With regard to construction time, geothermal power plants also take some considerable time to build. According to the Geothermal Energy Association (GEA), a new geothermal project takes between 3 to 5 years to start producing electricity. Taking a stepwise strategy for development, the construction takes about 6 years. This comprises of 3 years for reconnaissance, surface exploration and test drilling and 3 years for production drilling and power plant.

Potential for Geothermal Power

Geothermal power is recognized globally and has a lesser negative impact to the environment than other renewable sources. Despite that, it's used by less than 2% of the world's population. This is because geothermal is location-specific since it can only be tapped in specific areas.

Despite its unavailability in most regions, the future potential for geothermal energy is bright. Research shows that 10,000 meters below the earth's surface, there's a high amount of heat which when tapped, can produce more than 50,000 times the energy that would be obtained from fossil fuels. This is where the Enhanced Geothermal System (EGS) comes in. EGS is a technology that geologists and geothermal experts are using to drill into potential geothermal sites. The system works by pouring fluids into the rocks to induce the geothermal process when the rocks are fractured and the liquid seeps through. The resultant effect is that heat is brought to the surface and in turn produces steam which is then harnessed to produce electricity.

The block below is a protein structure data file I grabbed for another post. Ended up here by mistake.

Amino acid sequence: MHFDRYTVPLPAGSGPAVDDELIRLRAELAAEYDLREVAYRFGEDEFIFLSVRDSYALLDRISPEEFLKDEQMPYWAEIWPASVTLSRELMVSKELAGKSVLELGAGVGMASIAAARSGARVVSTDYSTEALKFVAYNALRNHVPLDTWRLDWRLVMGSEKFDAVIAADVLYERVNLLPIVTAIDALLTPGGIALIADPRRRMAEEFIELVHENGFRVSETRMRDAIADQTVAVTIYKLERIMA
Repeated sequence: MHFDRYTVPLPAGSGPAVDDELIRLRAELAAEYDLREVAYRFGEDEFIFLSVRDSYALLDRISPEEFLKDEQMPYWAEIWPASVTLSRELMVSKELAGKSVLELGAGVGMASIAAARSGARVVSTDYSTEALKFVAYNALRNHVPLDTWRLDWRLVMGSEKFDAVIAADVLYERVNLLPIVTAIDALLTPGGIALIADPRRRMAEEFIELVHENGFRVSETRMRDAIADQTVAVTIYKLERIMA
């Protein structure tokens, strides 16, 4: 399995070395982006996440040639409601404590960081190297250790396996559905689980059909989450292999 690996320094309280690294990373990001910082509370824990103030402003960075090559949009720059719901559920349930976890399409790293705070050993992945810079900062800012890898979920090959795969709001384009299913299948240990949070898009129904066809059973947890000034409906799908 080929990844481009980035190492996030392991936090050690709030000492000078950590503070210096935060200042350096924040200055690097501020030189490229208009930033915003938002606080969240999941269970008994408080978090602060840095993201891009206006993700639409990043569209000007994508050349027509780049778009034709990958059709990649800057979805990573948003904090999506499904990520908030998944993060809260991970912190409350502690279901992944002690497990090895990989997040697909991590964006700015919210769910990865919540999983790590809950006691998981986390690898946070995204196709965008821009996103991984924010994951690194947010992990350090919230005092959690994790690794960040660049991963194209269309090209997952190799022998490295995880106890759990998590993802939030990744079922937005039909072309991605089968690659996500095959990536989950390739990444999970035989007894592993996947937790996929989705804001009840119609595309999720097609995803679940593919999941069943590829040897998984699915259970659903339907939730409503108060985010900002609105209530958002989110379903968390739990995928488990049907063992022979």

In Europe, for example, only about 2.5GW has been tapped, but with EGS, the power that can be produced increases to about 6,500GW. That said, the EGS hasn't been without problems. Since the beginning of its use, cases of earthquake and earth tremors and even fracturing of the rocks when the water heats up too fast have been experienced. When asked, the geothermal experts said that the quakes can be prevented by drilling at the right positions during the start of a project. Should the EGS project become mainstream there's going to be a lot more power than we actually need.

Geothermal Energy by Country

It would be unfair to talk about the potential for geothermal power without reviewing the countries that can actually make geothermal power the norm. Geysers is perhaps one of the many geothermal power plants that you'll often come across. Located in the western state of California, Geysers was perhaps the first plant to be constructed in the US, the same country which also produces the largest power (3,591MW) as of 2018. Despite this, geothermal power only contributes about 0.3% of the country's total energy. Iceland, on the other hand, is a country with a total geothermal power output of 755MW but contributes up to 30% of this energy to its national grid. This makes it one of the few countries to widely adopt this renewable source of energy.

In South East Asia, Philippines began construction of geothermal power plants in 1977, and over the years, the country now produces up to 1,868MW which is used by 27% of the country. This made it secure the third rank in the list below in terms of geothermal energy production globally. Kenya has a capacity of 676MW making it the first African country to make it on the top 10 list. The country is in 9th position in the world in terms of geothermal energy production and contributes to more than 51% of the country's electricity.